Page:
Deal made clear the pendulum was on the move again.
His announcement drew mixed reactions from child welfare advocates. Some saw it as the correct action following the highly publicized deaths of two children and reports in The Atlanta Journal-Constitution that agency mistakes contributed to at least 25 deaths in 2012.
“I applaud Gov. Nathan Deal for being proactive and recognizing the need for major changes in this agency,” said state Sen. Renee Unterman, R-Buford.
Others expressed concerns that the shift was an election-year tactic that could introduce new troubles at the Division of Family and Children Services, such as an overwhelming spate of new cases and children drawn into foster care.
“Anybody can score points by saying, ‘I’m going to get tough and protect children,’” said Normer Adams, a child advocate for 30 years. He worried that the new policy fails to recognize the emotional trauma on children removed from their homes. “My fear is that families will be destroyed in the name of child safety.”
Deal said Bobby Cagle, who currently leads the state’s early care department, will replace DFCS Director Sharon Hill, who will take a job in the state budget agency.
The governor also said he would support legislation next year that would make it a criminal offense for parents who know they are facing a DFCS investigation to move without telling state authorities. Child welfare advocates said that this is a common tactic by parents trying to evade the agency, and that investigations frequently stall when a family leaves town without telling anyone.
A similar scenario played out in the recent death of 5-year-old Heaven Woods, said Pat Willis, executive director of Voices for Georgia's Children. When DFCS intervened in the family's life, the girl's mother moved to another county without informing the agency, she said. The child died May 20 of blunt force trauma, and murder charges have been leveled against her mother, Amanda Hendrickson, and the mother's boyfriend, Roderick Buckner.
DFCS has yet to release the case file on the family.
While some child advocates praised the prospect of tougher penalties, Willis questioned whether such a law would have much impact on parents desperate to escape the agency’s eyes.
The appointment of Cagle as interim DFCS director drew praise from advocates, even as many complimented his predecessor. Hill had the support of many in the child welfare community, and some saw her departure as merely part of the sweep of change.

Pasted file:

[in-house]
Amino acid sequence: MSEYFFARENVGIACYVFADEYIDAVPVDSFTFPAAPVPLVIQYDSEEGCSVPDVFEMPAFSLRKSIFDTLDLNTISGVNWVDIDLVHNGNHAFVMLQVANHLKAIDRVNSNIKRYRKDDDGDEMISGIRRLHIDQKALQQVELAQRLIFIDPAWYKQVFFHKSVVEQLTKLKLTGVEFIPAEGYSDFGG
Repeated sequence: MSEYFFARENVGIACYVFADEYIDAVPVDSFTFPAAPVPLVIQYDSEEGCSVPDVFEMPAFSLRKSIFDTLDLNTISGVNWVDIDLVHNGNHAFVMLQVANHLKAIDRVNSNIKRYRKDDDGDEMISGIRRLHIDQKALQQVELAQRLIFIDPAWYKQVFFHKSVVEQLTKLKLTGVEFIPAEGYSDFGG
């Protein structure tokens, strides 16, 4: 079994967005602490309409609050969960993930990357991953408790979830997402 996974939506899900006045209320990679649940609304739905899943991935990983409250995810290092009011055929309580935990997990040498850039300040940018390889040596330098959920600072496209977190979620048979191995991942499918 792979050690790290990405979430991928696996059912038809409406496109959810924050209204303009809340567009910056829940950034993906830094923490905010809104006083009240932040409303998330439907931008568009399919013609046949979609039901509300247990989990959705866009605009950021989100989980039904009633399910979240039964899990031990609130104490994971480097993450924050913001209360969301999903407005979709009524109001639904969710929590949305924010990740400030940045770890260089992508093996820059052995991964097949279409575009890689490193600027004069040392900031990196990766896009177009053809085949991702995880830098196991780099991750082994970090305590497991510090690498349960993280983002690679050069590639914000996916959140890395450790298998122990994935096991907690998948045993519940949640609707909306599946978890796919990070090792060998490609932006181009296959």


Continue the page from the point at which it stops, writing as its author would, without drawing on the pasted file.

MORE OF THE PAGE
At the same time, Hill has overseen an agency long in the spotlight of public criticism for its problems with child protection as well as a crisis in the management of the food stamp system that resulted in thousands of Georgians wrongfully losing benefits.
Cagle was tapped in January 2011 to lead the Georgia Department of Early Care and Learning, where he oversaw the state’s pre-kindergarten programs and rolled out new day care licensing rules. While his status at DFCS is interim, officials are eyeing him to assume the post permanently.
Deal said he instructed Cagle to be “more aggressive” in handling early signs of abuse. He said under past administrations, case workers have been sanctioned for not meeting a certain family reunification ratio.
“Governor Deal has charged me with assuring Georgia’s child welfare system is first and foremost laser-focused on the safety of our children,” Cagle said.
Rep. Mary Margaret Oliver, D-Decatur, a longtime child advocate, praised Cagle’s work with young children and said he understands the need to balance the goal of protecting a child with that of keeping a family together.
However, Oliver worried about the “repetitive leadership changes” occurring at the helm of DFCS — an agency that regularly sees one leader replaced by another — saying it “creates a level of chaos when there’s a shuffling at the top.”
Deal’s ideas represent a shift of policies adopted during the administration of former Gov. Sonny Perdue, himself a former foster parent. Perdue had hired a get-tough DFCS director after the deaths of two 2-year-old boys, but that strategy resulted in a tremendous increase in caseloads and children taken into foster care.
In response, Perdue appointed B.J. Walker as social services commissioner, and she ordered DFCS caseworkers to leave as many children as possible in their homes.
From a statistical standpoint, Walker’s policies succeeded. From 2004 to 2010, the number of children in Georgia’s foster care system dropped from more than 14,000 to about 7,000. The shift away from foster care made a fiscal impact, as well. The state saved at least $120 million a year by halving the number of children in its care.
But an AJC investigation last year found that children suffered under the policies, known widely as “diversion.” The newspaper examined the cases of 86 children who died in 2012 despite DFCS intervention in their families. In 50 of those cases, the agency had provided family “preservation” or “support” or similar services that kept children at home and out of foster care.
Deal said Cagle will report directly to the governor's office rather than to the commissioner of the Department of Human Services. Deal said further changes may come. He previously backed a plan to spend $27 million over the next three years to hire more than 500 caseworkers and supervisors for the agency.
Deal ruled out a special legislative session this year to create an autonomous child protection agency, but said he would back a proposal to make DFCS more independent if these changes succeed over the next six months. DFCS currently is part of the Human Services department.
“I think it’s a very distinct possibility,” he said. “We just want to see in the short-term whether it works better this way, and I think we’ll see that.”